"I recently discovered that I like to embroider on canvas in the morning because it helps clear my head before going to a maths class in the afternoon. If my mind is chaotic, the lecture goes in one ear and out the other. However, embroidering helps me become calm and keeps me focused on the present," explained Mai.

"At the exhibition, there are three embroideries on canvas with red thread named Akai -- Ito (Red -- Thread). The red thread title was inspired by a Japanese myth in which it is believed that two people are connected by an invisible red cord. For me, the red thread represents relationships, which are something personal. It may look great on the outside as the front of Akai -- Ito, but it may actually be complicated like the chaotic thread at the back of the embroidery," added Mai.

Because her depression and anxiety during high school caused insomnia, Mai went to see a psychiatrist and had to take medication for more than a year. Though she is now cured and has stopped taking the pills, she still visits her psychiatrist regularly.

Mai's flower arrangement.

"I needed solid advice, so I went to see the psychiatrist and got better after a year-and-a-half, however, I still go to see him once a month because he really listens to me without judging. He also encourages me to use art as therapy. He said I have a lot of things going on in my head, so I should release them by writing a diary, speaking to a voice recorder, creating art or playing sports. These methods help me to stay focused on myself. If I don't do any of these activities, my energy will drain and it will be a waste," she said.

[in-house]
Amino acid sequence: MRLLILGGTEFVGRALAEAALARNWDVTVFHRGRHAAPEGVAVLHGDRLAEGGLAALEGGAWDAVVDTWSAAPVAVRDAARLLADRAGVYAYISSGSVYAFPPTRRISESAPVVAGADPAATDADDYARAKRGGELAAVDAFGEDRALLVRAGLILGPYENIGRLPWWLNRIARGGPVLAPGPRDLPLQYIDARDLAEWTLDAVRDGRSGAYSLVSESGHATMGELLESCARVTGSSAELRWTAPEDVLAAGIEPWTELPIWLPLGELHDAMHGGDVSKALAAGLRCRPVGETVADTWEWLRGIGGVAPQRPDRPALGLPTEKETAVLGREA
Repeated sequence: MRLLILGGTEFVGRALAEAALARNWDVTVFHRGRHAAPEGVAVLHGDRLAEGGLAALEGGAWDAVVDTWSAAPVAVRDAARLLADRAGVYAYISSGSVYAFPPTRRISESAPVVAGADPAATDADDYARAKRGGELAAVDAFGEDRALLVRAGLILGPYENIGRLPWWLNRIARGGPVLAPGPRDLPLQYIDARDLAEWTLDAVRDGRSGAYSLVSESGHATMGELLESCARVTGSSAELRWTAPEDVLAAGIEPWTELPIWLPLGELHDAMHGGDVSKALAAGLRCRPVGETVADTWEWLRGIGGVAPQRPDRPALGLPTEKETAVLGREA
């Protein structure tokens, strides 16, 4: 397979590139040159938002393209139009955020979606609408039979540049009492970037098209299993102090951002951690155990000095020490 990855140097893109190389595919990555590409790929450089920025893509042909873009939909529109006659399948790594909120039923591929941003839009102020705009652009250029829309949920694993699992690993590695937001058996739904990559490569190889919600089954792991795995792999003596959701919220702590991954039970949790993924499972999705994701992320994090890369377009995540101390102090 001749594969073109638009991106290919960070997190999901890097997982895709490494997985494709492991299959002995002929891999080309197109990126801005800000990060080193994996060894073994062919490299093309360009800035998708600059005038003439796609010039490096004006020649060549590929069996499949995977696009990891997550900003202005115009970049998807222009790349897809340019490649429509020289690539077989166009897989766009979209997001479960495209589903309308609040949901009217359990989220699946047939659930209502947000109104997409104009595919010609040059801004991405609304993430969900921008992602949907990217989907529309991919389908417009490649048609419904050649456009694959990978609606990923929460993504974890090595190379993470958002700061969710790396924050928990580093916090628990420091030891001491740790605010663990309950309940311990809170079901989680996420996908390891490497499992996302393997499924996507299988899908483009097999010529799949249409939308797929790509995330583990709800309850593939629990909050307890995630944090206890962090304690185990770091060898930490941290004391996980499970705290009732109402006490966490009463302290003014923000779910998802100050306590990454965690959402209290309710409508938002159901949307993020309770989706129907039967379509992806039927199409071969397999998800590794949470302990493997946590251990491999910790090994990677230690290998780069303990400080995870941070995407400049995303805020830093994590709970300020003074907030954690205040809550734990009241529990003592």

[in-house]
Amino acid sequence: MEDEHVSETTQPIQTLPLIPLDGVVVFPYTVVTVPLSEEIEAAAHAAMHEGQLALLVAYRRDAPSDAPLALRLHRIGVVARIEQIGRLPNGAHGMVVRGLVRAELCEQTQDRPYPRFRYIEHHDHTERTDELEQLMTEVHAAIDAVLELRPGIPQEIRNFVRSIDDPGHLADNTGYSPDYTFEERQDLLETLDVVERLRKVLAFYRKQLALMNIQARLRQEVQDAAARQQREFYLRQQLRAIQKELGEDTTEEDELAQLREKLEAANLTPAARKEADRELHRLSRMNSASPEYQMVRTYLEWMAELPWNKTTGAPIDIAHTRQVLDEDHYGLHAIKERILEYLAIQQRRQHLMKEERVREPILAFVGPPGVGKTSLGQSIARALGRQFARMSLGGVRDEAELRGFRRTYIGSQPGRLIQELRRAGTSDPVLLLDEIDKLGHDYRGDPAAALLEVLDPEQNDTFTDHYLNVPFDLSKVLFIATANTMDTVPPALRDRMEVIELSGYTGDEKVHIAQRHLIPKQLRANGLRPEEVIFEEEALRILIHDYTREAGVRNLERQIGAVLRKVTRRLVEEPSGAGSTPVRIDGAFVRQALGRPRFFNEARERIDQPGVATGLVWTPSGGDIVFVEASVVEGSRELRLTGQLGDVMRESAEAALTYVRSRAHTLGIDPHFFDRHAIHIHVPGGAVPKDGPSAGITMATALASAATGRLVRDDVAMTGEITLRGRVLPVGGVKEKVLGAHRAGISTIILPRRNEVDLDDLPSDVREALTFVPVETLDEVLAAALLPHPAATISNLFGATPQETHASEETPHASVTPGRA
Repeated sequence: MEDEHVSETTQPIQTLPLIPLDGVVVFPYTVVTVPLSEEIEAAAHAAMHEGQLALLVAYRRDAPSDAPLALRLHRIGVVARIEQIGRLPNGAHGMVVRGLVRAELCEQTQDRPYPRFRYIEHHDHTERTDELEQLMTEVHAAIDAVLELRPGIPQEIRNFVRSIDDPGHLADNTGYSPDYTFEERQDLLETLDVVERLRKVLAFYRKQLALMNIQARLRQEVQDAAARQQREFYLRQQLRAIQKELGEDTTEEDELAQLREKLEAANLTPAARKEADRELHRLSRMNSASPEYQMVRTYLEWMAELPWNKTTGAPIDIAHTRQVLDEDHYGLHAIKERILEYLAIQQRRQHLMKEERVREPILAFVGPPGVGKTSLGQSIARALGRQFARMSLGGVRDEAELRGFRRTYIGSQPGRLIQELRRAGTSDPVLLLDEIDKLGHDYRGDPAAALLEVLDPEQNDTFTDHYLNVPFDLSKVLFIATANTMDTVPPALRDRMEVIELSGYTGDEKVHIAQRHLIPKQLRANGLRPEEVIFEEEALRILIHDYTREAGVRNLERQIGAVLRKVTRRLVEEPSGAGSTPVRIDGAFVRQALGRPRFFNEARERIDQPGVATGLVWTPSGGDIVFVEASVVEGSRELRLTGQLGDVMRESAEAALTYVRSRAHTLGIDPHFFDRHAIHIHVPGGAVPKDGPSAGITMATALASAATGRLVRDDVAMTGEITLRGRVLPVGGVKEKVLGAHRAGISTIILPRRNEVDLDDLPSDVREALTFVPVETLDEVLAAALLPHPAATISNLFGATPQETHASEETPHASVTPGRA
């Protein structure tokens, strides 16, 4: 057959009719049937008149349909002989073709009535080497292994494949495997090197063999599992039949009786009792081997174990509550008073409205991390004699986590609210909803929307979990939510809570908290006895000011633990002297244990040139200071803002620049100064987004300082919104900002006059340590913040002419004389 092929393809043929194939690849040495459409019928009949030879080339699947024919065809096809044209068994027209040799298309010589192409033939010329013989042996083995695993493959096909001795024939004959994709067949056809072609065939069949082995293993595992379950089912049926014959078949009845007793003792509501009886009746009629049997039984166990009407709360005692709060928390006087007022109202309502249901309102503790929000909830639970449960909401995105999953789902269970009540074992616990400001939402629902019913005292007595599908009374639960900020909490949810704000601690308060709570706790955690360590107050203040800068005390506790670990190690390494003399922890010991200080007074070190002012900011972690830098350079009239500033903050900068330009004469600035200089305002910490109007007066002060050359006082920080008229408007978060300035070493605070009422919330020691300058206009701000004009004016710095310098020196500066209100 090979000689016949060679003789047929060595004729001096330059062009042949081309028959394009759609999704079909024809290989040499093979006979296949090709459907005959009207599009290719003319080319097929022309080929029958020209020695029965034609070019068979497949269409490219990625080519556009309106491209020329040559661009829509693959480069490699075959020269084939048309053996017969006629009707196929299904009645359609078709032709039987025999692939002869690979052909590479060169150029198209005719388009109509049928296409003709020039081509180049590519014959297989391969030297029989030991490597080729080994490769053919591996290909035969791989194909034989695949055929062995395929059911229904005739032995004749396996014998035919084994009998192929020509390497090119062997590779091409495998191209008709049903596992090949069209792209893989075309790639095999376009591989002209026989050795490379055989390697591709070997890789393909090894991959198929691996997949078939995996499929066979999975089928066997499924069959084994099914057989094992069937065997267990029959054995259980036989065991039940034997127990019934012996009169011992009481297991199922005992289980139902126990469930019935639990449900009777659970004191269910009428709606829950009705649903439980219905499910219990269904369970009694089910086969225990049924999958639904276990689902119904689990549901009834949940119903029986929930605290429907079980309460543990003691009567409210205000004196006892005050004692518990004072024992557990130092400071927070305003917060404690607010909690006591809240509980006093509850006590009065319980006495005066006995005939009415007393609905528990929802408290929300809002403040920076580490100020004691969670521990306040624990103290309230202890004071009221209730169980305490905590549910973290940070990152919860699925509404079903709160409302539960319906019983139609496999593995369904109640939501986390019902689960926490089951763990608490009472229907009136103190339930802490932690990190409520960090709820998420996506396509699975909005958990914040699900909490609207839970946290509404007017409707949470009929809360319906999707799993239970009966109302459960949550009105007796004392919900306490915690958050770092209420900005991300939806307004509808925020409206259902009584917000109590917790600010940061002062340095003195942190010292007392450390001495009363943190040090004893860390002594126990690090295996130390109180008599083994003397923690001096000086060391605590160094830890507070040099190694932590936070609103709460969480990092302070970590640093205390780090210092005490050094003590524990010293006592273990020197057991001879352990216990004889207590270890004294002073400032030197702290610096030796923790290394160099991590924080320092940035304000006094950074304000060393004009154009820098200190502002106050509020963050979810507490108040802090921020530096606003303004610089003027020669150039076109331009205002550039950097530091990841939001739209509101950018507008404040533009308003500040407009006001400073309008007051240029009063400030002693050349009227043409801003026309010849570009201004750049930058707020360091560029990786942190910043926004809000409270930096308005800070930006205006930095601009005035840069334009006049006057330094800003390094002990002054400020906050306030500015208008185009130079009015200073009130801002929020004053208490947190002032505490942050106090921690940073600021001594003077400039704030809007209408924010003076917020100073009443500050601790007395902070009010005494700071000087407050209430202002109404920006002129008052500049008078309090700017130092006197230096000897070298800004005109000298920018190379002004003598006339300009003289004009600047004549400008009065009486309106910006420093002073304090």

Art therapy may help Mai to heal herself but it might not be the case for everyone.

"Art therapy isn't a magical pill that can make you happy right away, however, it does help you stay in the present. You should focus on what is in front of you. While you are allowed to think about the past and the future, don't let it ruin the moment that you have right now because what matters is the now. Make sure you do whatever you want to fulfil yourself, so you won't regret when you look back," Mai explained.

In addition to staying focused on the present, Mai hopes the exhibition will encourage visitors to share experiences about their flows.

"I wish to meet visitors and have conversations about their flows or the things they like and enjoy. Everyone has different flows and it doesn't always have to be art. It can be things like playing golf, gardening, walking or meditation. If we all figure out what our flow is, we will be happier. My friend decided to do flower arrangements after she saw mine on Instagram. She later told me that she felt great about it. I have realised that I like art and I will continue to work on it even though I am studying management," concluded Mai.

"Flow" runs at Palette Artspace, Soi Thong Lor, until Sept 27. Admission is free. Visit facebook.com/palette.artspace or call 064-587-6788 for more information.

Mai's first oil painting.

Photos taken by Mai.

'Flow' is being displayed at the living room of Palette Artspace.